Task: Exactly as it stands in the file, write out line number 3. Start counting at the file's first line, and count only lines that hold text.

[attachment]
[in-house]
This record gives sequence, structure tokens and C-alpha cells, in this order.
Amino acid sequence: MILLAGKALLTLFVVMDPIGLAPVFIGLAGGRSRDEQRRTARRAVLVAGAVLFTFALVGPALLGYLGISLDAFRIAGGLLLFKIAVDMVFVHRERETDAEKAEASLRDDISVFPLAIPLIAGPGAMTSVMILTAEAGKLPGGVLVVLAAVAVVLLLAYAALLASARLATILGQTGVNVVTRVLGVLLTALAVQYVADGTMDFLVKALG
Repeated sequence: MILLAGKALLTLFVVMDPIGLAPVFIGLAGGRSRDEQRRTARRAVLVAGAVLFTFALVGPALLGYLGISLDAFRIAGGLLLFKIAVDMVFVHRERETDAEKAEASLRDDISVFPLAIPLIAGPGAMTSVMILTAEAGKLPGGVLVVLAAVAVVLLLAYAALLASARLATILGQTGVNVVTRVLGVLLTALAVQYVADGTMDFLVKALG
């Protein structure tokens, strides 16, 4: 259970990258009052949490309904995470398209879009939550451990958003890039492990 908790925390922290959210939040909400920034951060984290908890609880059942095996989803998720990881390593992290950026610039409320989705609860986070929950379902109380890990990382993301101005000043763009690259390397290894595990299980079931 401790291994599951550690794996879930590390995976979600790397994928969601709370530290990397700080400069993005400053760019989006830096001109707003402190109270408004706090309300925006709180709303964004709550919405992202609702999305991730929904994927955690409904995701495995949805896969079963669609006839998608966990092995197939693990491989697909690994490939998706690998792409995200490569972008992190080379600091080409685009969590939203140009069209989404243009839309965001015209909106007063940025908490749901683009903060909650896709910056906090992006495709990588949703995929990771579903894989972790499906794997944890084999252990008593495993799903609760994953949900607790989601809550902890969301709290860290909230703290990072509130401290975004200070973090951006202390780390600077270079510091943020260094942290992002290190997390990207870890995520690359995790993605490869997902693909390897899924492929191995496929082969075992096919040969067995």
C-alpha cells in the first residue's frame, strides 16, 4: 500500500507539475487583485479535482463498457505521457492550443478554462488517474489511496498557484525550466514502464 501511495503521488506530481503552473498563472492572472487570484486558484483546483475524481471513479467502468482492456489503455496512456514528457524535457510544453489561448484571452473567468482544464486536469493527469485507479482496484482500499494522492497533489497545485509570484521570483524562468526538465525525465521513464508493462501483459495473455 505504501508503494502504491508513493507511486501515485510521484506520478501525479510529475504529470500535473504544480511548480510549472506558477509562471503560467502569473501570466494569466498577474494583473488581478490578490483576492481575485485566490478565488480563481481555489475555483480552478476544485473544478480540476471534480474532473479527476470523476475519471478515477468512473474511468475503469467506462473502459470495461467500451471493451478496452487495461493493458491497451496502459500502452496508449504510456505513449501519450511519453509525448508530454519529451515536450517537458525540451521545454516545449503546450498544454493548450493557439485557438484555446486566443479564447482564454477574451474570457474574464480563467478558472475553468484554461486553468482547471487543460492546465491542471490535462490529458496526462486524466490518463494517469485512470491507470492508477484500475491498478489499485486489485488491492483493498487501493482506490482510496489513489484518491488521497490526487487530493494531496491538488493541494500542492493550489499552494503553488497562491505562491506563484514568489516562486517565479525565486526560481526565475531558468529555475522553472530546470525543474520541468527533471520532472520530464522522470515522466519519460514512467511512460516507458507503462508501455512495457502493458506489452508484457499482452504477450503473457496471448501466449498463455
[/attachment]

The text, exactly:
Amino acid sequence: MILLAGKALLTLFVVMDPIGLAPVFIGLAGGRSRDEQRRTARRAVLVAGAVLFTFALVGPALLGYLGISLDAFRIAGGLLLFKIAVDMVFVHRERETDAEKAEASLRDDISVFPLAIPLIAGPGAMTSVMILTAEAGKLPGGVLVVLAAVAVVLLLAYAALLASARLATILGQTGVNVVTRVLGVLLTALAVQYVADGTMDFLVKALG